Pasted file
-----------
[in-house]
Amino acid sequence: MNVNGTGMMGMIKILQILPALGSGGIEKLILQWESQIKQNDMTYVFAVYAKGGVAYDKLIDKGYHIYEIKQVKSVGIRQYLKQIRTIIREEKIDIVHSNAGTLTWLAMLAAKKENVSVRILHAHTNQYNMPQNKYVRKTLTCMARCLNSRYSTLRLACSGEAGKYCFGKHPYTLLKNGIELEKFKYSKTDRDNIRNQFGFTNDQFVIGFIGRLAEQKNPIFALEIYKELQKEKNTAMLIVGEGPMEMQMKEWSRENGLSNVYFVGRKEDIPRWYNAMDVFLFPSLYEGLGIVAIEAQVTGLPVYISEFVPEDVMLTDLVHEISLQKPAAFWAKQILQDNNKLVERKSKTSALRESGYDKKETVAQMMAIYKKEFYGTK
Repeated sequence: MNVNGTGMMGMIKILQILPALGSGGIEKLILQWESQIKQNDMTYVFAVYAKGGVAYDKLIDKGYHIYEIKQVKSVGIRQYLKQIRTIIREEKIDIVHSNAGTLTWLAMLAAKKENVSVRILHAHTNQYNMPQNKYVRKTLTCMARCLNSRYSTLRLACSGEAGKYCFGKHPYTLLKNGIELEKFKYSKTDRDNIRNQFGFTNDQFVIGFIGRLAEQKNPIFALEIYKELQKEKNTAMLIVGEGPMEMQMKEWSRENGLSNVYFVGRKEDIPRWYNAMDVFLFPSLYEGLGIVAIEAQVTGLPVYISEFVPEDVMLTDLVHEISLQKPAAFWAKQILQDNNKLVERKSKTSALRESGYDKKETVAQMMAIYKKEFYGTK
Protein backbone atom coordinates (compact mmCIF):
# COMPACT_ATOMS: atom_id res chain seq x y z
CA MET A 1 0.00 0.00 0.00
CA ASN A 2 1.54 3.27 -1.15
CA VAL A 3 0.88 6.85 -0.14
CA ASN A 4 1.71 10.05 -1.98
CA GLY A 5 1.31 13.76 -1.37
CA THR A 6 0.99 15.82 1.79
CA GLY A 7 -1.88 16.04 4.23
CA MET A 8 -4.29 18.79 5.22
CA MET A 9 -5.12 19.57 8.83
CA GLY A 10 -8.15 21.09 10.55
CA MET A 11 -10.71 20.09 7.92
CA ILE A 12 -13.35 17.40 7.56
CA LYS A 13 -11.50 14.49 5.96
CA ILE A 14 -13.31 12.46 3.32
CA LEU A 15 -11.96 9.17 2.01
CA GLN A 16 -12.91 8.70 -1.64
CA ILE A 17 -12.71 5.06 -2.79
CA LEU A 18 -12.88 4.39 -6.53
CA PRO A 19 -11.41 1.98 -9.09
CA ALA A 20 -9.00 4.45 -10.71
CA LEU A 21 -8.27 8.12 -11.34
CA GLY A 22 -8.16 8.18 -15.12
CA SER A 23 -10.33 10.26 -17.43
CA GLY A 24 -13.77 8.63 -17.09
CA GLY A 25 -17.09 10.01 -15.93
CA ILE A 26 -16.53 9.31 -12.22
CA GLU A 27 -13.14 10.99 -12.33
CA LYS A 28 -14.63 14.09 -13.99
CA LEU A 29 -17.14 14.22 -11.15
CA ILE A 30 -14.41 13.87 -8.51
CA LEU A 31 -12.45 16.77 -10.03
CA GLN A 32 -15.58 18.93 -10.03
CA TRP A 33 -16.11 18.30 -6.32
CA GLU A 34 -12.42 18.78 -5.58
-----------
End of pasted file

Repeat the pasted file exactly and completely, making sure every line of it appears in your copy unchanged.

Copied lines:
[in-house]
Amino acid sequence: MNVNGTGMMGMIKILQILPALGSGGIEKLILQWESQIKQNDMTYVFAVYAKGGVAYDKLIDKGYHIYEIKQVKSVGIRQYLKQIRTIIREEKIDIVHSNAGTLTWLAMLAAKKENVSVRILHAHTNQYNMPQNKYVRKTLTCMARCLNSRYSTLRLACSGEAGKYCFGKHPYTLLKNGIELEKFKYSKTDRDNIRNQFGFTNDQFVIGFIGRLAEQKNPIFALEIYKELQKEKNTAMLIVGEGPMEMQMKEWSRENGLSNVYFVGRKEDIPRWYNAMDVFLFPSLYEGLGIVAIEAQVTGLPVYISEFVPEDVMLTDLVHEISLQKPAAFWAKQILQDNNKLVERKSKTSALRESGYDKKETVAQMMAIYKKEFYGTK
Repeated sequence: MNVNGTGMMGMIKILQILPALGSGGIEKLILQWESQIKQNDMTYVFAVYAKGGVAYDKLIDKGYHIYEIKQVKSVGIRQYLKQIRTIIREEKIDIVHSNAGTLTWLAMLAAKKENVSVRILHAHTNQYNMPQNKYVRKTLTCMARCLNSRYSTLRLACSGEAGKYCFGKHPYTLLKNGIELEKFKYSKTDRDNIRNQFGFTNDQFVIGFIGRLAEQKNPIFALEIYKELQKEKNTAMLIVGEGPMEMQMKEWSRENGLSNVYFVGRKEDIPRWYNAMDVFLFPSLYEGLGIVAIEAQVTGLPVYISEFVPEDVMLTDLVHEISLQKPAAFWAKQILQDNNKLVERKSKTSALRESGYDKKETVAQMMAIYKKEFYGTK
Protein backbone atom coordinates (compact mmCIF):
# COMPACT_ATOMS: atom_id res chain seq x y z
CA MET A 1 0.00 0.00 0.00
CA ASN A 2 1.54 3.27 -1.15
CA VAL A 3 0.88 6.85 -0.14
CA ASN A 4 1.71 10.05 -1.98
CA GLY A 5 1.31 13.76 -1.37
CA THR A 6 0.99 15.82 1.79
CA GLY A 7 -1.88 16.04 4.23
CA MET A 8 -4.29 18.79 5.22
CA MET A 9 -5.12 19.57 8.83
CA GLY A 10 -8.15 21.09 10.55
CA MET A 11 -10.71 20.09 7.92
CA ILE A 12 -13.35 17.40 7.56
CA LYS A 13 -11.50 14.49 5.96
CA ILE A 14 -13.31 12.46 3.32
CA LEU A 15 -11.96 9.17 2.01
CA GLN A 16 -12.91 8.70 -1.64
CA ILE A 17 -12.71 5.06 -2.79
CA LEU A 18 -12.88 4.39 -6.53
CA PRO A 19 -11.41 1.98 -9.09
CA ALA A 20 -9.00 4.45 -10.71
CA LEU A 21 -8.27 8.12 -11.34
CA GLY A 22 -8.16 8.18 -15.12
CA SER A 23 -10.33 10.26 -17.43
CA GLY A 24 -13.77 8.63 -17.09
CA GLY A 25 -17.09 10.01 -15.93
CA ILE A 26 -16.53 9.31 -12.22
CA GLU A 27 -13.14 10.99 -12.33
CA LYS A 28 -14.63 14.09 -13.99
CA LEU A 29 -17.14 14.22 -11.15
CA ILE A 30 -14.41 13.87 -8.51
CA LEU A 31 -12.45 16.77 -10.03
CA GLN A 32 -15.58 18.93 -10.03
CA TRP A 33 -16.11 18.30 -6.32
CA GLU A 34 -12.42 18.78 -5.58